‘Tent city’ cleared after property owner forces homeless off land

‘Tent city’ cleared after property owner forces homeless off land

CHARLOTTE, N.C. — People living in tents in an area known as ‘tent city’ cleared the area Friday.

The plot of land near 12th and Poplar streets in uptown Charlotte is owned by a company called WB Moore Electrical. The company said it wants to develop the land and ordered tenants to move by 5 p.m. Friday.

Non-profit groups worked all week to help people move their tents. Some simply moved to another plot of land across the street.

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Founder of Hearts for Invisible Charlotte Jessica Lefkowitz said she’s hoping the city will step in with more permanent solution.

“We need options emergency shelters safe encampments and transitional housing. I know a lot of organizations that have the funding lets make this happen,” Lefkowitz said.

Some tenants moved into hotels provided by a non-profits and city leaders told Channel 9 they approved $3.4 million to help people in tent city and local hotels.

They’ve already helped about a dozen people who were out there.

Tent community must leave uptown property by 5 p.m. or be removed

The coronavirus pandemic has caused many people in our community to lose their jobs and some have been forced out of their homes. As a result, tent communities have grown across Charlotte and one, in particular, is set to soon be cleared.

WB Moore Electrical owns the land at 12th and Poplar streets and has given people living in the tents on the property until 5 p.m. Friday to move out.

The company said they are sensitive to what’s going on but that they want to develop the land, so the tents must be torn down. If they aren’t gone by 5 p.m., police said they will remove them.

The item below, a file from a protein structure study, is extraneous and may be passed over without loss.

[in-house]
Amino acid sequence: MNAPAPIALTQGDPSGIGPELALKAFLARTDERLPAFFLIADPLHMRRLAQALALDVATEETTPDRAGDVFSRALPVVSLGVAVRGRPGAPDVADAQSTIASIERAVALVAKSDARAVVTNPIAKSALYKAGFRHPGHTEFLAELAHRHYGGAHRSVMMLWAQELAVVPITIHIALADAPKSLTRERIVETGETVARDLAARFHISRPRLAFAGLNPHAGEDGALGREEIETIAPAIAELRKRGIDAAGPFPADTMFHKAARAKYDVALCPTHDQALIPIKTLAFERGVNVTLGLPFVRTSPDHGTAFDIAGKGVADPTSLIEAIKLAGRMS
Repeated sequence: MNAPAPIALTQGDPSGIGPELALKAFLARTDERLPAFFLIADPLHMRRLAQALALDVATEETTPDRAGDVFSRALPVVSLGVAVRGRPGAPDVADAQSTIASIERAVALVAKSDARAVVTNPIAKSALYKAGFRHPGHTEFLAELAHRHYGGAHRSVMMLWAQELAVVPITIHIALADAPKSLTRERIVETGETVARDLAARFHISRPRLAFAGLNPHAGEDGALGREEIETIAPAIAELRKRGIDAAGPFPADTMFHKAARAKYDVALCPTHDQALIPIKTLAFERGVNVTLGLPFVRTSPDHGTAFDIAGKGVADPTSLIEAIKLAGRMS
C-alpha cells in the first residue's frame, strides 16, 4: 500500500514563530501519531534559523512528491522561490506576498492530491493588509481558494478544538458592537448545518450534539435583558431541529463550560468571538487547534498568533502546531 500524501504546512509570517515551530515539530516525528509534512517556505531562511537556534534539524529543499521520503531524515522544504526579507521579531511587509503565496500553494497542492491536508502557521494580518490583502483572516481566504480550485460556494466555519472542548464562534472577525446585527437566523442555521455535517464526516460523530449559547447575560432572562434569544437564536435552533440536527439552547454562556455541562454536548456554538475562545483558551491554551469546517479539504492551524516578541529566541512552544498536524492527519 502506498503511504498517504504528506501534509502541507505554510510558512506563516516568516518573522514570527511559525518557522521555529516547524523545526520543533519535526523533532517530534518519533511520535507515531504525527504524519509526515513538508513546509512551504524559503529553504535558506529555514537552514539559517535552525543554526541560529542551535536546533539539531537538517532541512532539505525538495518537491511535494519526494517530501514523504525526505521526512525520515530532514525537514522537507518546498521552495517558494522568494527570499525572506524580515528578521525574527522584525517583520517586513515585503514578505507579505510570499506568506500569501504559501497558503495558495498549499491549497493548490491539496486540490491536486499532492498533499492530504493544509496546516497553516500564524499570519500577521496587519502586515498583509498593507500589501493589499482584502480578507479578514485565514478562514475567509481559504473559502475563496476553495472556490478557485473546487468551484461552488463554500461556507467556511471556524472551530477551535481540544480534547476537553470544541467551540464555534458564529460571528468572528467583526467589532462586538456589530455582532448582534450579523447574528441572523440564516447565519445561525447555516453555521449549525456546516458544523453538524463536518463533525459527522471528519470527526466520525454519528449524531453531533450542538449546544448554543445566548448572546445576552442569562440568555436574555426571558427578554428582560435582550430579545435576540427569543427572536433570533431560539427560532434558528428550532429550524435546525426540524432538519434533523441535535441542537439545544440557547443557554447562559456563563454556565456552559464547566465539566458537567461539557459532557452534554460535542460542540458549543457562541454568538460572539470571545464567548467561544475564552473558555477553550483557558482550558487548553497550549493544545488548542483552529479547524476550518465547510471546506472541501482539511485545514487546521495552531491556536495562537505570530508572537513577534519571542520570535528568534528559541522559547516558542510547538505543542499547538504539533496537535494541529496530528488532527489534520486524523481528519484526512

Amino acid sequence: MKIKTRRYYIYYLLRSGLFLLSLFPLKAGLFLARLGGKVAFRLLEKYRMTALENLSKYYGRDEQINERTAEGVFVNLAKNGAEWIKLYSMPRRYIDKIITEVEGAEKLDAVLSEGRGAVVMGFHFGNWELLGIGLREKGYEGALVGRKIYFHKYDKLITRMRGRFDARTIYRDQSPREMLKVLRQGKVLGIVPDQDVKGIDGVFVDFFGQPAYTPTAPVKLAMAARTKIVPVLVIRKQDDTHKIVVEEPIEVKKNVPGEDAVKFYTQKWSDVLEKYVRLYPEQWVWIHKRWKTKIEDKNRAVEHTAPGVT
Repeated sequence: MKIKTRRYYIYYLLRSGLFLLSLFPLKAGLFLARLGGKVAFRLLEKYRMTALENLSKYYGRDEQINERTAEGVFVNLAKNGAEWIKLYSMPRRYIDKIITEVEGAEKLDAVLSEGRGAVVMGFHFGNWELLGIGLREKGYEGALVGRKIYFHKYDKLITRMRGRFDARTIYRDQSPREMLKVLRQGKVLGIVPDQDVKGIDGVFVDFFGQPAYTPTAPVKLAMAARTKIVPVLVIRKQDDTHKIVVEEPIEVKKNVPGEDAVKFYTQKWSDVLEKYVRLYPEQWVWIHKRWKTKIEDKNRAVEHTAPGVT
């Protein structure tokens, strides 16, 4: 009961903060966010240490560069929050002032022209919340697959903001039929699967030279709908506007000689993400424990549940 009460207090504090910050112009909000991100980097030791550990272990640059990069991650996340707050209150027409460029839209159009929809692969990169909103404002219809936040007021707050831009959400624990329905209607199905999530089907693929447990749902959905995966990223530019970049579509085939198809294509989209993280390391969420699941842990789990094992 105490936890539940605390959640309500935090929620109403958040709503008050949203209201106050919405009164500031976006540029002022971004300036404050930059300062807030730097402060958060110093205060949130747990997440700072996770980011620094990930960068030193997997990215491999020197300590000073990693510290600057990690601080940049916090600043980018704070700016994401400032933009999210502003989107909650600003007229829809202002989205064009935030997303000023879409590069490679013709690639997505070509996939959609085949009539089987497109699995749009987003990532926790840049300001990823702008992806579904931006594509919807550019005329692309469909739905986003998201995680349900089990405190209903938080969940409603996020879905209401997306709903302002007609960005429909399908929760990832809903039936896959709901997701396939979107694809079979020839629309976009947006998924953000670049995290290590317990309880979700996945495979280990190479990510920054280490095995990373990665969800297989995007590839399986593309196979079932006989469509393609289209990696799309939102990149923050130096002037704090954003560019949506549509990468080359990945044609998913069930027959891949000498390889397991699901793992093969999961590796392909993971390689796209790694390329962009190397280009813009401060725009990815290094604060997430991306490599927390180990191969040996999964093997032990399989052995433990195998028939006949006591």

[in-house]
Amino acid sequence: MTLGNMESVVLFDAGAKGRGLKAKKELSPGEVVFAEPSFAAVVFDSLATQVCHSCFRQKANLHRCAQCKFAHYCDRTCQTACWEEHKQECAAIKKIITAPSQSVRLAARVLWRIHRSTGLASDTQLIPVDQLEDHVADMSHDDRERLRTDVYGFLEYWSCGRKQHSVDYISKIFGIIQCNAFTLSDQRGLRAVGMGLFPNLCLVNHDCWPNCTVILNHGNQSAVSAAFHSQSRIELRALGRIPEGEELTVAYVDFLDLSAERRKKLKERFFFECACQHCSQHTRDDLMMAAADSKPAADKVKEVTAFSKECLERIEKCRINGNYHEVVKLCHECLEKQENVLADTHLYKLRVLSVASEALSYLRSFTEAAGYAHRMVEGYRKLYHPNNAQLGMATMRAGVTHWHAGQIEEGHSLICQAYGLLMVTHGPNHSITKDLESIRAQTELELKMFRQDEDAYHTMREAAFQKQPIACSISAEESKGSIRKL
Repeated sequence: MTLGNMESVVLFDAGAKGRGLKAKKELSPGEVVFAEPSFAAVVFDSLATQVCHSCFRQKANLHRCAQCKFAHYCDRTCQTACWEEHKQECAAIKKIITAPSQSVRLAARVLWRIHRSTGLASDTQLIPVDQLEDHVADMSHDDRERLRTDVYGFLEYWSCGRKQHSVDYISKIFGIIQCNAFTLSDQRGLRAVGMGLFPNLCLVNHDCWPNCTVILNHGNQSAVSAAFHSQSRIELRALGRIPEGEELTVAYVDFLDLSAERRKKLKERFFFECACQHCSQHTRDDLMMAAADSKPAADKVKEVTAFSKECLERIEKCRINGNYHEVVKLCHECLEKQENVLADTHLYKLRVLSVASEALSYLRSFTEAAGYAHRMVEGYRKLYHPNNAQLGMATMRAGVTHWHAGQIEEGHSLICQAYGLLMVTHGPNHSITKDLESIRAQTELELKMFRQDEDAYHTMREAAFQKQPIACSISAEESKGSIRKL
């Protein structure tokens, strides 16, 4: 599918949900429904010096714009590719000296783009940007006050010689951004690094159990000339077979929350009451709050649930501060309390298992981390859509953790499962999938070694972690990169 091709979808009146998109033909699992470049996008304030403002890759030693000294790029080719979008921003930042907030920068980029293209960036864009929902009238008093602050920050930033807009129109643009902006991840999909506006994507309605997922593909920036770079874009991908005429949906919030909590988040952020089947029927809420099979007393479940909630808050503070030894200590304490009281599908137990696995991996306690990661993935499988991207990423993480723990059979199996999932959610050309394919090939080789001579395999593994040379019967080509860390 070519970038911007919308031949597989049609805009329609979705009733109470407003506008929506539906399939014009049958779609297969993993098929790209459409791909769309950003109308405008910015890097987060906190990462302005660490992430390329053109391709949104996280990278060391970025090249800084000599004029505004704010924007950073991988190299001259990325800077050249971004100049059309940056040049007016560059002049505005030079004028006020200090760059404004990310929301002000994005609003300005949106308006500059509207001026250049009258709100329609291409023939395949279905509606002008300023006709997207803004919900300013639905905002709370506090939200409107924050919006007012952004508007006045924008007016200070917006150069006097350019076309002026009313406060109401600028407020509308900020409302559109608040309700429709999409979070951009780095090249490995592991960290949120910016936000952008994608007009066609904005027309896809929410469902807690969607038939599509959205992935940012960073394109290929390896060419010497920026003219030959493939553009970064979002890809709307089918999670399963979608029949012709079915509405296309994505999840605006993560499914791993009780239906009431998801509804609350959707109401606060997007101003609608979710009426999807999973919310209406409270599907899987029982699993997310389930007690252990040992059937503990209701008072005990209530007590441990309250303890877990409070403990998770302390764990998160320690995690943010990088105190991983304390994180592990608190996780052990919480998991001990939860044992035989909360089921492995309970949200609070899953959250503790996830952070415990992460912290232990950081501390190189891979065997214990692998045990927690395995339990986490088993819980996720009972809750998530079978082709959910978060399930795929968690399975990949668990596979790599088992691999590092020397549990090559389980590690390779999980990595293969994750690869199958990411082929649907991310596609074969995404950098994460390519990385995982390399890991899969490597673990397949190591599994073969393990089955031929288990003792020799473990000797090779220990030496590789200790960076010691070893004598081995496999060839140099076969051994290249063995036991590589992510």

The Centers for Disease Control and Prevention has recommended leaving so-called “tent cities” up during the pandemic so people have somewhere to go to while shelters may be closed down.

The agency that runs the local men’s shelter -- Roof Above -- estimates 25 to 30 people are staying at the encampment. But the company that owns the property wants them to go, and since it’s private property, police said they have no choice but to enforce it.

“CMPD has a duty and an obligation to respond and assist the property owners with removing people who are trespassing on their private property,” CMPD Capt. Brad Koch said.

The company that owns the land wants to turn this property into a parking lot for their employees and said the tents need to be gone before they start demolition in a few days.

Randall Hitt with Roof Above said they have been sending teams of workers into the encampment for the last week trying to prepare them for the move.

“There is some added anxiety. I think it’s good we’re out there every day providing some consistency and hope that by the time we get to Friday, there’s some plan, although the reality is there may be some people who disperse and we might not know where they go,” Hitt said.

Channel 9 was there as Theodore Price broke down his tent Wednesday afternoon. He just signed papers that will give him a more permanent place to live after Friday.

“I’m just going to move across the street until everything happens. I thank God for everything,” he said.

CMPD says they have no choice but to remove tents from private property